Published on November 4th, 2011 | by Deejay Knight, Editor/Founder
Batman: Arkham City Review
Developer: Rocksteady Studios
Release Date: Oct. 18, 2011
Platform: Xbox 360 [Reviewed], PlayStation 3
If you’ve read even ONE of the caped crusader’s comics, you’re already well aware of the depths that Bruce Wayne has gone to rid Gotham City of its criminal underbelly. You might have also taken a glimpse at the ridiculous array of gadgets the Dark Knight has at his disposal. I mean, what rich playboy bachelor doesn’t have his own jet?
The biggest problem that plagued Batman fans since the advent of video games was the fact that he had no good games that they could wrap their hands around and become the Bat. That was, until Rocksteady Studios decided to drop Batman: Arkham Asylum onto the world in 2009.. It quickly shot to the top of the charts and gave fans the chance to play a *good* Batman game. Multiple “Game of the Year” awards later, one of the biggest questions was how Rocksteady were going to follow up the best Batman game to hit consoles?
The answer wasn’t a simple one, but Rocksteady follwed up with Batman: Arkham Asylum. What do I think of it? Read on to see.
Arkham City takes place a year after the events of Arkham Asylum, but all was not quiet in Gotham. Both the Elizabeth Arkham Asylum for the Criminally Insane and the Blackgate prison have been emptied. The asylum’s residents decided they’d had enough and executed a breakout, and the prison fell victim to a mysterious fire that allowed it’s inmates to be set free. Arkham Asylum admin Quincy Sharp decided to take claim for Batman’s defeat of the Joker and was elected mayor. What was his first act as mayor? He announced that both the prison and asylum were no longer fit to house the criminals, then walled off a portion of Gotham, dubbing the area Arkham City.
Fast forward to the start of the game, and Bruce Wayne gets abducted and forced into the walls of Arkham City. Unfortunate for the residents, of course.
The story from there contains as many twists and turns as the comic pages from which Batman was born, as you vie to get to the bottom of why Arkham City *truly* exists and what’s happening behind the closed-off walls. There are surprises from a myriad of the Dark Knight’s cast – friends and foes alike – as you fight your way through the ruined city. Turf wars are nearly a way of life, and many of Batman’s more powerful foes are found pitted against one another in an attempt to slice up the city and claim areas as their own.
The Riddler is along for the ride, as witnessed by the many Riddler challenges scattered throughout, and any Batman story not involving the Joker in some way is lacking, so they made sure not to disappoint there.
By the end of the ride, you’ll be surprised by the sheer amount of love that Rocksteady has obviously given to the source material.
That love doesn’t forget the gadgets, either. There are more Bat-gadgets than you’ll know what to do with. The D-Pad functions as your gadget selector in-game, and there are enough gadgets to require multiple taps of a direction to grab just the right one for the moment. Take for instance, the grappling hook. In the first game, there were dedicated segments to use it and your cape for gliding. This time around, you get an upgrade that allows you to glide around the city without ever touching the ground.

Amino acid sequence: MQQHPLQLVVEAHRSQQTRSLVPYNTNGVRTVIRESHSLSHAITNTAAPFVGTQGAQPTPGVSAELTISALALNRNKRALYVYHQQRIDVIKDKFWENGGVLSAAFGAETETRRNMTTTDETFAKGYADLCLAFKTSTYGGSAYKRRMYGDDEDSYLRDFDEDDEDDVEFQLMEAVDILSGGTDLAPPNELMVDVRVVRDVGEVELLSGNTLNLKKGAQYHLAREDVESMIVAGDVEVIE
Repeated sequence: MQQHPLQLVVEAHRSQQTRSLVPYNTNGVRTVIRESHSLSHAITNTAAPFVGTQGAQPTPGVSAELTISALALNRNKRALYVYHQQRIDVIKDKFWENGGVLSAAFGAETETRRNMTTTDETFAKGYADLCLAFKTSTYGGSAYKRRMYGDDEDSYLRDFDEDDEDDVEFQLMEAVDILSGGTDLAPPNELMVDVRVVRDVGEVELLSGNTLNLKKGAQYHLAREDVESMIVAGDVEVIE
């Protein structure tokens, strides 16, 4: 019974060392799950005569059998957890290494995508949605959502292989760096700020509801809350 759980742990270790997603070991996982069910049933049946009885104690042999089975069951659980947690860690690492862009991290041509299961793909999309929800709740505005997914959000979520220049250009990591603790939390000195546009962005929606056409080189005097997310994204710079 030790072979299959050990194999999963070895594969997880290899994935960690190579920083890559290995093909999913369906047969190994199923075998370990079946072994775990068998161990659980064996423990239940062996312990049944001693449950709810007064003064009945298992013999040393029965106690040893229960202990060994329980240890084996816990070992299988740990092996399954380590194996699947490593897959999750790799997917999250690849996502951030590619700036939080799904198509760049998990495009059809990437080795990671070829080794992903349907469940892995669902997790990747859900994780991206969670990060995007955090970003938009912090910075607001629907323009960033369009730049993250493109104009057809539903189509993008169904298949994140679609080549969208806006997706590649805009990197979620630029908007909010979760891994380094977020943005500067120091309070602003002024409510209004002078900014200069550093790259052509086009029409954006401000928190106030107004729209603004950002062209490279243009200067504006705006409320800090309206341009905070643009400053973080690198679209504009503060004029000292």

The real meat and potatoes of the game outside the story are the Riddler Challenges you can access from the main menu. You can play as Batman, Catwoman or Robin in the challenges, and there are over 150 challenges in all. That’s enough to keep you busy for awhile, for sure.
Some gamers may be disappointed by the lack of multiplayer, but believe me when I say you won’t miss it. This is one of the rare games that gives you back every cent you spent on it with interest.
The easiest way to explain the controls is that you feel at home. The amount of gadgetry is astounding, and while it may seem daunting, they aren’t all available at once. Every new move you unlock has a tutorial that plays along with it when you’re in the first situation to use it. Is it easy to get lost sometimes due to the vast arsenal of gadgets, combo moves & free flow attacks? Yep, but it’s damn sure a fun ride!
As far as the sound goes, not only does the soundtrack sound like a “Best Of” of Batman movie soundtracks, but the way it plays in 5.1 is ridiculous. In an awesome sense, of course. Every whisper or conversation you track clues you in to which direction you need to be going. When you get into the hectic parts, the music gets into high gear, as it should be.
I could talk for days and days about whether or not Batman: Arkham City is worth your hard-earned money, but I’ll sum it up with this: This is a must-own game. That’s not just aimed at Batman fans or fans of action games, either. If you’ve ever read a comic in your life, enjoy video games or any combo of the two, you owe it to yourself to play this one.
Rocksteady Studios did the impossible again. They made a superhero game that’s absolutely worthy of the title and worthy of your $60.
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+ Fight as the Dark Knight himself
+ More gadgets available
+ Glide around Arkham City without touching the ground
+ Catwoman. Nuff’ said.
+ Fan service and attention to detail
– Large move set may be off-putting to some
– Normal difficulty may be too hard for casual gamers